MUN education professors Karen Goodnough and Anne Burke (l to r) and have been named chairs of the The Education Accord Advisory Team and have to deliver the Education Accord to the government in 11 months. (Mark Quinn/CBC)
The N.L. government has tapped two Memorial University professors to create a road map by the end of the year to modernize education.
The Education Accord advisory team chairs are Karen Goodnough and Anne Burke, who both teach in the education faculty.
"We're at a very pivotal time, we feel, here in this province, in terms of education. And it's a time where we want to take a step forward in modernizing and transforming education," Education Minister Krista Lynn Howell told reporters Thursday.
"So we've got some, some big plans and some lofty goals for these ladies, but know that they're up for the challenge."
The government says the accord will encompass early learning and childhood development; education engagement and transformation, health and well-being in education environments, and post-secondary education and learning across the life span.
Goodnough said it's an opportunity to take all the past reports and documents on education and act on them, while also working with other partners and stakeholders to improve both economic and social goals.
"This is a big task, we recognize that. But it's about creating a shared vision for K-12, post-secondary, formal learning and informal learning. It's very exciting, extremely exciting," said Goodnough.
Burke said the work will look at education from "birth to, say, 105," adding that it's important to include seniors and opportunities for continuing education.
There have been past attempts by the government to reconfigure the education system — under former premier Dwight Ball there was an education action plan — and Howell said they have a lot of good information from that previous research.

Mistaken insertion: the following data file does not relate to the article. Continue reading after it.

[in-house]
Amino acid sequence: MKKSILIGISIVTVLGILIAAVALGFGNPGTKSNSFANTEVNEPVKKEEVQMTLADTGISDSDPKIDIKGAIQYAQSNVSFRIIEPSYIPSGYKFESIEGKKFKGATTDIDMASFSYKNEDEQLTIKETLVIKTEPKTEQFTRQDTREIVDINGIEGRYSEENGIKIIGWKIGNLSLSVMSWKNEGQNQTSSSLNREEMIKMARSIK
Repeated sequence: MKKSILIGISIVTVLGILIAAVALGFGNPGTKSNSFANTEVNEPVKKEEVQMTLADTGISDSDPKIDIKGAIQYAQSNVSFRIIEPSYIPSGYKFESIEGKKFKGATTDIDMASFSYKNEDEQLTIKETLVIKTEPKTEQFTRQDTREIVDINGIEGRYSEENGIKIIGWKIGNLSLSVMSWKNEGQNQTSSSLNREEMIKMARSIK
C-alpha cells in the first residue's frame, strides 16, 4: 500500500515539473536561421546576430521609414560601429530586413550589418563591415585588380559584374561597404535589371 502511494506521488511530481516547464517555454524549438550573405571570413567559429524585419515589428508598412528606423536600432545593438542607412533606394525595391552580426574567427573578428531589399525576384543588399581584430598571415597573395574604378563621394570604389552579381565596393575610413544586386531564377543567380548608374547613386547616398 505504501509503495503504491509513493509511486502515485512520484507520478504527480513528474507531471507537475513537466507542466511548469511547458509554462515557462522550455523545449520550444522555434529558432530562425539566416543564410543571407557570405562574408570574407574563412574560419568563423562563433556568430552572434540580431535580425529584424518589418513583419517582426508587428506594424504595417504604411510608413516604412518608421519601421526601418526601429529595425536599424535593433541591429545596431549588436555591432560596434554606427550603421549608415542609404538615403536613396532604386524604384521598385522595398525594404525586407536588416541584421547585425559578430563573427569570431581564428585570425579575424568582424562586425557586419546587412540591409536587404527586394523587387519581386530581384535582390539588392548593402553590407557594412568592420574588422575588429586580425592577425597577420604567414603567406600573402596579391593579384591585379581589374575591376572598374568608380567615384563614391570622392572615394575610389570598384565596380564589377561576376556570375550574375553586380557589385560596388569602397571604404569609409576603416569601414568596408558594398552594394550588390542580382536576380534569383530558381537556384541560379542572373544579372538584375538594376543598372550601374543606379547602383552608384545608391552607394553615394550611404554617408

"But I think now we're at a point where the ground has really shifted under us, over the last few years, during the pandemic and coming out of the pandemic," said Howell. "So we want to take that in consideration with all the information that we've been given before, take an evaluation of that and continue to see what opportunities there are to move forward."
Funding for the accord will be absorbed by the Department of Education, she said.
Education minister Krista Lynn Howell says N.L. needs capable students if it wants to be a leader in new industries and technologies. (Mark Quinn/CBC)
The accord is due to be delivered to the government by Dec. 31.
"We've given these ladies a very aggressive timeline," she said.
PC education critic Paul Dinn wasn't impressed by the announcement, listing past initiatives like the public post-secondary education review report, the premier's task force on education, and the symposium on learning loss due to COVID 19.
"The minister's desk is full of announcements, studies and reports outlining the problems facing the education system in our province," said Dinn in a statement.
"Teachers, parents, child-care workers and other stakeholders have been calling for action for years. Yet the Liberal government wants to do another study and kick the can down the road."
Dinn said vision and action are needed but he doesn't see that in the Liberal government.
John Harris, executive director of external affairs of Memorial University students' union, is interested in finding out how the Education Accord Advisory Team plans to consult with students. (Mark Quinn/CBC)
John Harris, executive director of external affairs of Memorial University's students' union, also wasn't impressed with the plan.
"We don't need a yearlong study to tell us that this government has made education unaccessible for post-secondary students," he said, pointing to a recent tuition increase.